Tree experts also note that the organism's age cannot be determined with the level of precision found in tree rings; some claim Pando's age is closer to 1 million years. Its current 80,000 year designation is based on a complex set of factors including the history of its local environment such as: The evidence indicating that there are few if any naturally occurring new aspens in most of the western United States since a climate shift took place 10,000 years ago and eliminated favorable soil conditions for seedlings; the rate of growth (including the differences of rates in distinct climates when accounting for its local-climate history, that males grow slower than females, and that aspens grow slower at higher elevations – Pando is at 2,697 m, or 8,848 ft, above sea level); its size; and its genetic code in comparison to the mutations found among aspens born in the modern era. Michael Grant summed it thus:
Despite enormous crops of viable seeds, successful seedling establishment appears to be a rare event in the semi-arid West, but the establishment of new trees from seeds appears to be common in the moist, humid forests of New England... aspen establishment from seeds probably has not occurred in the western United States since the last glaciation, some 10,000 years ago... Part of the rationale behind current age estimates for aspen clones is that sexual reproduction is effectively frustrated by the rarity of a favorable suite of conditions in semi-arid environments... High levels of genetic variation and excesses of heterozygotes are found in [the aspen of] semi-arid environments... Clonal reproduction is more common in arid environments... Heterozygotes often exhibit superior longevity in forest trees [across many species]... growth rate of aspen decline with elevation, steepness of slope, age of the ramet, and exposure to wind... growth rate decreased dramatically with elevation... The researchers reported that the area of the female clones was 41% greater than males, the number of female ramets 52% greater, and the basal area of females 56% greater [when compared at the same age and environment]...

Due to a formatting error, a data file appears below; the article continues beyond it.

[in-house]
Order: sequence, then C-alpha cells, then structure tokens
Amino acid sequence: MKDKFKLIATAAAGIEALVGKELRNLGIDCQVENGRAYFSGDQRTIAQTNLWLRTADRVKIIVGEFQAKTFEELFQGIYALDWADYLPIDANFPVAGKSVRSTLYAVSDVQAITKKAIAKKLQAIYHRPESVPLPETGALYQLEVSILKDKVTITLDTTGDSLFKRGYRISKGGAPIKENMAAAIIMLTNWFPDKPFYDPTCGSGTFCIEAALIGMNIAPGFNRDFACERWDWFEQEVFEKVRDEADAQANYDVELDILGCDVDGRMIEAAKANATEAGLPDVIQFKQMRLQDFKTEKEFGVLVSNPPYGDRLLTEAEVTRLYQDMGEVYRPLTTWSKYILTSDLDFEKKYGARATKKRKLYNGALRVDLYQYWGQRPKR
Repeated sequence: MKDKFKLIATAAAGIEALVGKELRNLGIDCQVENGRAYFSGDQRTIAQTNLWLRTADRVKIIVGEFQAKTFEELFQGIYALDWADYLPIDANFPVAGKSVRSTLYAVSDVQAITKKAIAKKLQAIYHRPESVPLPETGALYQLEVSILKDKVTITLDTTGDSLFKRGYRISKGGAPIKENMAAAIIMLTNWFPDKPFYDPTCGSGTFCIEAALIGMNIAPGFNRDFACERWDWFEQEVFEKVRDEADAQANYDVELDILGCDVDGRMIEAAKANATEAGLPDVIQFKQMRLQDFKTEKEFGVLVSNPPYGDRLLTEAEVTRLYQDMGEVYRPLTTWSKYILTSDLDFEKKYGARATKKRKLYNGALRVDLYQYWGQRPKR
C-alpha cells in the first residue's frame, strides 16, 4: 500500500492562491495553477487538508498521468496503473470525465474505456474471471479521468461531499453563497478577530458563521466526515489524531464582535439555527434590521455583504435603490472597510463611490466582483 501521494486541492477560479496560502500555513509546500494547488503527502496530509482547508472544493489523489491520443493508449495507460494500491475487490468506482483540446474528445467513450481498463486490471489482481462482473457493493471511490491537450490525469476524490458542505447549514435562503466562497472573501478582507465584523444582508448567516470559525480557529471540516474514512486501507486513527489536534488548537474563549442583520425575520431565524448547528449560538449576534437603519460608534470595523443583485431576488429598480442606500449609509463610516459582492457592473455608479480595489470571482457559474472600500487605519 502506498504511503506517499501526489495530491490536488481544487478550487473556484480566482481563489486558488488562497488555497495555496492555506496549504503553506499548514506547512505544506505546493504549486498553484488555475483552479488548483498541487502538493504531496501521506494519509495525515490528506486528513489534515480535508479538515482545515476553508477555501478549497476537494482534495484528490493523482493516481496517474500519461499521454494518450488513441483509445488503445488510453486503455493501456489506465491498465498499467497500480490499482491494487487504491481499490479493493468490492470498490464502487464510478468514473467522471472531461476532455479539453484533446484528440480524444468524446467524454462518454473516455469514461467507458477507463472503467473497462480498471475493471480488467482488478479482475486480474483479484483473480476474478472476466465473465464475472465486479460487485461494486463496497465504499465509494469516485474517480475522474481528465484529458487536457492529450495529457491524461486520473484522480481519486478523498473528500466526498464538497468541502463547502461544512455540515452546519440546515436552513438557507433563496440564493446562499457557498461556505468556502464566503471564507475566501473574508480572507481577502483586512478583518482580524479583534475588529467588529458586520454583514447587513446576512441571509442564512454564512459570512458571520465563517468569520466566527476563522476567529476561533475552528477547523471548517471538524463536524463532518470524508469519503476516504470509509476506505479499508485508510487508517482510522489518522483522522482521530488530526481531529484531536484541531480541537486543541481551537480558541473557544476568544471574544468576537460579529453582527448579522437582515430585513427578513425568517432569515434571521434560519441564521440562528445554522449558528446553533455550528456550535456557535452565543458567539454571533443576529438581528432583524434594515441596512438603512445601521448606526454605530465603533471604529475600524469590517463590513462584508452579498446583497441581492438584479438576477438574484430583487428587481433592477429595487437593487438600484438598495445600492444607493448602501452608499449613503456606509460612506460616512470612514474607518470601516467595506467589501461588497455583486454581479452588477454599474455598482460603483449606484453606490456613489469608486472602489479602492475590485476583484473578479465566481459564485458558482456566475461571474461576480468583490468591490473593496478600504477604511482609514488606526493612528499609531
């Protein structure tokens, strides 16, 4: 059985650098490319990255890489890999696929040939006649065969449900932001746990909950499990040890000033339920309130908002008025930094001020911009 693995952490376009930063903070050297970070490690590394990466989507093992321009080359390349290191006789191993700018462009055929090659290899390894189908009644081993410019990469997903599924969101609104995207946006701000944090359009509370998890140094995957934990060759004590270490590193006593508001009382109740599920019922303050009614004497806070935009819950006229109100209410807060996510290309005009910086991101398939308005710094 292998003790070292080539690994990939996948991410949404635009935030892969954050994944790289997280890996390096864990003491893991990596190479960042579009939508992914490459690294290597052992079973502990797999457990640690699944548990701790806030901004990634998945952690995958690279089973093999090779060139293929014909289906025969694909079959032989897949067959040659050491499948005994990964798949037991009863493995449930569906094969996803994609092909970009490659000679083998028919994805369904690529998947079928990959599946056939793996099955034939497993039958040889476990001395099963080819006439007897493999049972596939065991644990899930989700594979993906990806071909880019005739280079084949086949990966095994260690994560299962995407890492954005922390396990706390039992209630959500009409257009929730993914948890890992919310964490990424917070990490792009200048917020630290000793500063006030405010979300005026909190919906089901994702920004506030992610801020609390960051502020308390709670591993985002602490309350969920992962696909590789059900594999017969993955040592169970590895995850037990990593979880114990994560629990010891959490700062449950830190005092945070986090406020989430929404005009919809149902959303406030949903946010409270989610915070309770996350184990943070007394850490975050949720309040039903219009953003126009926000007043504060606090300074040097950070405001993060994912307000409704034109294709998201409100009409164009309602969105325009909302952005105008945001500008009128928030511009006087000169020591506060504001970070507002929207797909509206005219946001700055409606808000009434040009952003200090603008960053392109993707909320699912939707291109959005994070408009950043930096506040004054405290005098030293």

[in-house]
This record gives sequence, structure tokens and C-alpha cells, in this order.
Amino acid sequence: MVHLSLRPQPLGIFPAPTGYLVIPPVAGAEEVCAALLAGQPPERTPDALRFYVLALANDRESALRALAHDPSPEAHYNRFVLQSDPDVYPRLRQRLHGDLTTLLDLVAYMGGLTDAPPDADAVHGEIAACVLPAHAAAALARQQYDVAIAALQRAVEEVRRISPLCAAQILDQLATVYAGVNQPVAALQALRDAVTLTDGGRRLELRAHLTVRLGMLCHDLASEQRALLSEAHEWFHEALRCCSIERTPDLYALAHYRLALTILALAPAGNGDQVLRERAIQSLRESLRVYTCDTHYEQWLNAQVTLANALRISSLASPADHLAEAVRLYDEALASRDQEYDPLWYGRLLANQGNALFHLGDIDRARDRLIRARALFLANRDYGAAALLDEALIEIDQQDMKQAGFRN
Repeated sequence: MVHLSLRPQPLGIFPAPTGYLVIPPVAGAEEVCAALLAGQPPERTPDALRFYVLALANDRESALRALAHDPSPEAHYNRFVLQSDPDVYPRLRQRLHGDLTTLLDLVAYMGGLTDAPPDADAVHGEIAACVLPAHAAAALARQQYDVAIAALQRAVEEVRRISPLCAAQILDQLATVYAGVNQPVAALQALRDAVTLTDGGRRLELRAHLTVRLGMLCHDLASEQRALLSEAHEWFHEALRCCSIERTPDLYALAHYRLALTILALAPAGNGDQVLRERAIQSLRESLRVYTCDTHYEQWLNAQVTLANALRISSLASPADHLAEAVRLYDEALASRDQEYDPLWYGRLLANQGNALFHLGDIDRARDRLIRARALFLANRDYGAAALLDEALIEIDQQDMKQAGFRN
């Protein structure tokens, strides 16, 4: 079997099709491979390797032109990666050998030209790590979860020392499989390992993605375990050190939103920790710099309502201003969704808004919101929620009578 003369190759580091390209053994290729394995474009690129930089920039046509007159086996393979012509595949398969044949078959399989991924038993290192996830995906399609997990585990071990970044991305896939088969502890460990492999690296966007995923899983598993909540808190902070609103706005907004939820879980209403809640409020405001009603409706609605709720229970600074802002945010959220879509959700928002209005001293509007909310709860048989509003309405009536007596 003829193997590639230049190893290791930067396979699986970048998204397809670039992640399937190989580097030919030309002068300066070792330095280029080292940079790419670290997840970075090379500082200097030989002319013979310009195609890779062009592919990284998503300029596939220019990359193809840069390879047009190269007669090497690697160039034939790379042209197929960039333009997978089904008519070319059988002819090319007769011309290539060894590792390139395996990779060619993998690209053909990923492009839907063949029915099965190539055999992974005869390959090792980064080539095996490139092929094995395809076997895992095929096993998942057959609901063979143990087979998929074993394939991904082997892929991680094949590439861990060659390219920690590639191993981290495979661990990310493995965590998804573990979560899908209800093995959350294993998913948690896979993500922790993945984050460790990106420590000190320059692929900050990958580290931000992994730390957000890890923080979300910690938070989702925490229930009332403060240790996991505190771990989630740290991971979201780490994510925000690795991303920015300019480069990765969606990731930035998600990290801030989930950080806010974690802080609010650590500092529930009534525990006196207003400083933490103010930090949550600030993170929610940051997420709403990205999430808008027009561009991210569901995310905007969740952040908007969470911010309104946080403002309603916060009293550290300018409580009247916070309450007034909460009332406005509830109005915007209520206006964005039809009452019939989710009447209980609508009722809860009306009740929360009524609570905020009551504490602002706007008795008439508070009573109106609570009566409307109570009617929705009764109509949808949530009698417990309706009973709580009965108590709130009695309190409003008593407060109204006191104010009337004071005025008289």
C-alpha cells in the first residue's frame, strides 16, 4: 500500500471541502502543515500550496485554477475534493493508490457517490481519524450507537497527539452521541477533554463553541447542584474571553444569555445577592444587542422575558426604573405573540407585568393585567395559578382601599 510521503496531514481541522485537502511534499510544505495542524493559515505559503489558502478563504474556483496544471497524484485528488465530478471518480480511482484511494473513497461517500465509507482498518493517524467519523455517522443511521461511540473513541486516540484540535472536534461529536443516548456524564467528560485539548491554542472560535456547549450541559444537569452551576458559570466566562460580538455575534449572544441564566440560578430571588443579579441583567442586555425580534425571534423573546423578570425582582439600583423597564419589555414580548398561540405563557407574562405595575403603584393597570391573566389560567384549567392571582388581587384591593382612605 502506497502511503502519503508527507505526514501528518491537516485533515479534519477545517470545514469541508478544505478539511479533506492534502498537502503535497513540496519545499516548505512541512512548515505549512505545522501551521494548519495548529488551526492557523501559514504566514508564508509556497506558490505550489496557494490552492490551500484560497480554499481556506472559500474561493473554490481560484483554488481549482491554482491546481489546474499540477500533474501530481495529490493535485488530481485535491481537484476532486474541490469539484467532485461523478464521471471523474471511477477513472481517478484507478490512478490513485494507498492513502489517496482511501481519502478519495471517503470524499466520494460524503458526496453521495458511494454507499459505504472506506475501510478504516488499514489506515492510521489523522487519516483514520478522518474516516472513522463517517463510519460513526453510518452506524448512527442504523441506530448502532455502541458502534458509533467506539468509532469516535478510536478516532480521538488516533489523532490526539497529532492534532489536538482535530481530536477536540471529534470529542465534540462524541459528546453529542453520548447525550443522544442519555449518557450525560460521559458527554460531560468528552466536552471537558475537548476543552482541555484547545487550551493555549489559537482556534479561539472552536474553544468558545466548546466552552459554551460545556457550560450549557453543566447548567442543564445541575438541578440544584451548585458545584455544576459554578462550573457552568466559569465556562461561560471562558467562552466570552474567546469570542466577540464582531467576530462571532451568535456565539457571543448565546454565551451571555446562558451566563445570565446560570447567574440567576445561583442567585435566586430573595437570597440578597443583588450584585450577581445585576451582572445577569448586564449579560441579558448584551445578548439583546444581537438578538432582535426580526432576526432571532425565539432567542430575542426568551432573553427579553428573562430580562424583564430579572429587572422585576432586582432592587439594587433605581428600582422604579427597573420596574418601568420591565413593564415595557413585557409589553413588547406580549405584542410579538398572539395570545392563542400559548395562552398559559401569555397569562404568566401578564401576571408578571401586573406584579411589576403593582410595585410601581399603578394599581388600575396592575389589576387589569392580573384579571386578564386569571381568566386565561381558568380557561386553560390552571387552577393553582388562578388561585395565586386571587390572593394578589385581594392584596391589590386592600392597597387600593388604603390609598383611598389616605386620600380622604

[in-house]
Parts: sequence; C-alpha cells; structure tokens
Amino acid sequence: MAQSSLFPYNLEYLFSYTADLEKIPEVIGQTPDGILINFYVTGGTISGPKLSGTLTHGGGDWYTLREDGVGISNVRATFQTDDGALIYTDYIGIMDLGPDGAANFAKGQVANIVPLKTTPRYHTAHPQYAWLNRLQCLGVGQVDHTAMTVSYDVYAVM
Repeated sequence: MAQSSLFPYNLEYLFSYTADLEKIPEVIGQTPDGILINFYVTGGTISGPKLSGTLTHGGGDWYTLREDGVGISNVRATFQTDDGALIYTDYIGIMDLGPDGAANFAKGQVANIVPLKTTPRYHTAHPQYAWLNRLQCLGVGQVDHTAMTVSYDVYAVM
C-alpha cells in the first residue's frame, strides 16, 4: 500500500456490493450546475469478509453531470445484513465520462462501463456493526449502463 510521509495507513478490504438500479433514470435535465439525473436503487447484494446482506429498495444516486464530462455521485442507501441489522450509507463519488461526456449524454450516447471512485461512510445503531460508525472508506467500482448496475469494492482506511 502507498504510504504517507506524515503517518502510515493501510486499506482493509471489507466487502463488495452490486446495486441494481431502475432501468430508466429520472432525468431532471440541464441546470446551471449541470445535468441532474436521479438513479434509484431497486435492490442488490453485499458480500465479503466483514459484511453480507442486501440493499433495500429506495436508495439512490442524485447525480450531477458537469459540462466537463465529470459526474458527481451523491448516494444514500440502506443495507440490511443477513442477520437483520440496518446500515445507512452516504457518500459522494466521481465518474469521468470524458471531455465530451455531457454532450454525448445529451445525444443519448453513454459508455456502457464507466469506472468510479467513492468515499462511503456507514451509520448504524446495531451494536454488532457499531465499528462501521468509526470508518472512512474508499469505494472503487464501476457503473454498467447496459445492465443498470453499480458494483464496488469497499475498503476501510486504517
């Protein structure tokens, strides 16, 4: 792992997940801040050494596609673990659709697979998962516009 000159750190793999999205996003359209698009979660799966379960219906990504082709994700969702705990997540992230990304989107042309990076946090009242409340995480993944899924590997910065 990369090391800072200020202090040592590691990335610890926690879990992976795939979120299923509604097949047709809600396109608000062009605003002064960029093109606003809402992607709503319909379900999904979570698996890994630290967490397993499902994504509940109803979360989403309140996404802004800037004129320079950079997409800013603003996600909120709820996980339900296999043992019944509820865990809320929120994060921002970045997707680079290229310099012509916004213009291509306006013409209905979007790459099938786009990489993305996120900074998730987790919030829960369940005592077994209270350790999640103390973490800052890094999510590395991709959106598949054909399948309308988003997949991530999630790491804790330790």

Conversely, other observations in the region show that seedling establishment of new clones is regular, and often abundant on sites exposed by wildfire. J. L. Howard (U.S. Forest Service Fire Effects Information System) states:
Kay documented post-fire quaking aspen seedling establishment following 1986 and 1988 fires in Grand Teton and Yellowstone National Parks, respectively. He found seedlings were concentrated in kettles and other topographic depressions, seeps, springs, lake margins, and burnt-out riparian zones. A few seedlings were widely scattered throughout the burns. In Grand Teton National Park, establishment was greatest (950-2,700 seedlings/ha) in 1989, a wet year, but hundreds to thousands of seedlings established each year despite drought conditions in 1986-1988 and 1990-1991. Seedlings surviving past one season occurred almost exclusively on severely burned surfaces.
Other candidates for oldest or heaviest living organisms include the possibly larger fungal mats in Oregon, the ancient clonal Creosote bushes, and strands of the clonal marine plant Posidonia oceanica in the Mediterranean Sea.